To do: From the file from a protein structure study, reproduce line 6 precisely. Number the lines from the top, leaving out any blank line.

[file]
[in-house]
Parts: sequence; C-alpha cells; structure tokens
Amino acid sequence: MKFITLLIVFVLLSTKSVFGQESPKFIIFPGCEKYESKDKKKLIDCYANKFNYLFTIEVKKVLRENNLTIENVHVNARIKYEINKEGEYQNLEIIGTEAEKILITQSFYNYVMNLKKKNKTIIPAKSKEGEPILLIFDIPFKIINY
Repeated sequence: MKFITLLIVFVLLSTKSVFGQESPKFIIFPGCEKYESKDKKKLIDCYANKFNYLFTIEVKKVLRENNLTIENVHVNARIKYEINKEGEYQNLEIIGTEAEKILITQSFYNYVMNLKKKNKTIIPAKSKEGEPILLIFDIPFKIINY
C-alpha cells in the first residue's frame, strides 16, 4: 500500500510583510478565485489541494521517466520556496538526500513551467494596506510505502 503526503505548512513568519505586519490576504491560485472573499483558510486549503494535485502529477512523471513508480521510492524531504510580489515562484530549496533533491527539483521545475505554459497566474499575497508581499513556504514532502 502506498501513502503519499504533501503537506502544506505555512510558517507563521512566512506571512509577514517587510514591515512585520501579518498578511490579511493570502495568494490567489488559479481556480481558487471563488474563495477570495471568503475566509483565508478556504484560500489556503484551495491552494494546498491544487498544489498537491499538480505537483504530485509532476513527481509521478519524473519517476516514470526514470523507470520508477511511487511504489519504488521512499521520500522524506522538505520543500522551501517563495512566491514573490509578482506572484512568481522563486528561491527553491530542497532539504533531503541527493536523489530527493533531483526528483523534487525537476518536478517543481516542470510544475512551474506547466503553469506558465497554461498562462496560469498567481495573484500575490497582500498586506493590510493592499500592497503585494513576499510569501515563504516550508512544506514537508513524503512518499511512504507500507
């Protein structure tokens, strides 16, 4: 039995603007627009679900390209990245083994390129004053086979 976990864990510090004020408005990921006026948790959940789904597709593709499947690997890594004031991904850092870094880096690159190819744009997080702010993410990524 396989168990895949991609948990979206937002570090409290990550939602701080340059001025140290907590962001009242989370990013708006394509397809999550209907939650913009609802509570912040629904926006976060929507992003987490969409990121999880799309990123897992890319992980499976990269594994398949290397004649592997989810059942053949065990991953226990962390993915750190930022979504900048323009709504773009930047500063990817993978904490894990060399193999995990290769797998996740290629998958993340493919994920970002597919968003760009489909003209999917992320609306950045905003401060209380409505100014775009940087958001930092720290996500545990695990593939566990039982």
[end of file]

């Protein structure tokens, strides 16, 4: 039995603007627009679900390209990245083994390129004053086979 976990864990510090004020408005990921006026948790959940789904597709593709499947690997890594004031991904850092870094880096690159190819744009997080702010993410990524 396989168990895949991609948990979206937002570090409290990550939602701080340059001025140290907590962001009242989370990013708006394509397809999550209907939650913009609802509570912040629904926006976060929507992003987490969409990121999880799309990123897992890319992980499976990269594994398949290397004649592997989810059942053949065990991953226990962390993915750190930022979504900048323009709504773009930047500063990817993978904490894990060399193999995990290769797998996740290629998958993340493919994920970002597919968003760009489909003209999917992320609306950045905003401060209380409505100014775009940087958001930092720290996500545990695990593939566990039982």